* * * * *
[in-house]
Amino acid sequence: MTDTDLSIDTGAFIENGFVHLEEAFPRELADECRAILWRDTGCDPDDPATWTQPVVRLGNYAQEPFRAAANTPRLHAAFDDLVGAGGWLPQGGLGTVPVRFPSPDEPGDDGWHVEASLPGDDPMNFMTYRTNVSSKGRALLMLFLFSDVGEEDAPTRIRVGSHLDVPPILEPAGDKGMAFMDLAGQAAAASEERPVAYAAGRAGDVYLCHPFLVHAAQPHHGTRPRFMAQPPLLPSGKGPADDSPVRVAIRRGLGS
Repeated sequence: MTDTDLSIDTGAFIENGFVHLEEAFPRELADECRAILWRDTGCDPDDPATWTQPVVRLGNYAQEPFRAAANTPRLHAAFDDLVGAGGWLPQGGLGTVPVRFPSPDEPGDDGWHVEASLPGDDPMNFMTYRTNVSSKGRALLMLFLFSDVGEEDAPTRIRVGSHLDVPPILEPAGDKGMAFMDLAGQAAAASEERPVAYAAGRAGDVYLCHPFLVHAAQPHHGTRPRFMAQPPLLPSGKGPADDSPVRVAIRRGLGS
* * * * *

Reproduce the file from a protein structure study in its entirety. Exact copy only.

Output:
[in-house]
Amino acid sequence: MTDTDLSIDTGAFIENGFVHLEEAFPRELADECRAILWRDTGCDPDDPATWTQPVVRLGNYAQEPFRAAANTPRLHAAFDDLVGAGGWLPQGGLGTVPVRFPSPDEPGDDGWHVEASLPGDDPMNFMTYRTNVSSKGRALLMLFLFSDVGEEDAPTRIRVGSHLDVPPILEPAGDKGMAFMDLAGQAAAASEERPVAYAAGRAGDVYLCHPFLVHAAQPHHGTRPRFMAQPPLLPSGKGPADDSPVRVAIRRGLGS
Repeated sequence: MTDTDLSIDTGAFIENGFVHLEEAFPRELADECRAILWRDTGCDPDDPATWTQPVVRLGNYAQEPFRAAANTPRLHAAFDDLVGAGGWLPQGGLGTVPVRFPSPDEPGDDGWHVEASLPGDDPMNFMTYRTNVSSKGRALLMLFLFSDVGEEDAPTRIRVGSHLDVPPILEPAGDKGMAFMDLAGQAAAASEERPVAYAAGRAGDVYLCHPFLVHAAQPHHGTRPRFMAQPPLLPSGKGPADDSPVRVAIRRGLGS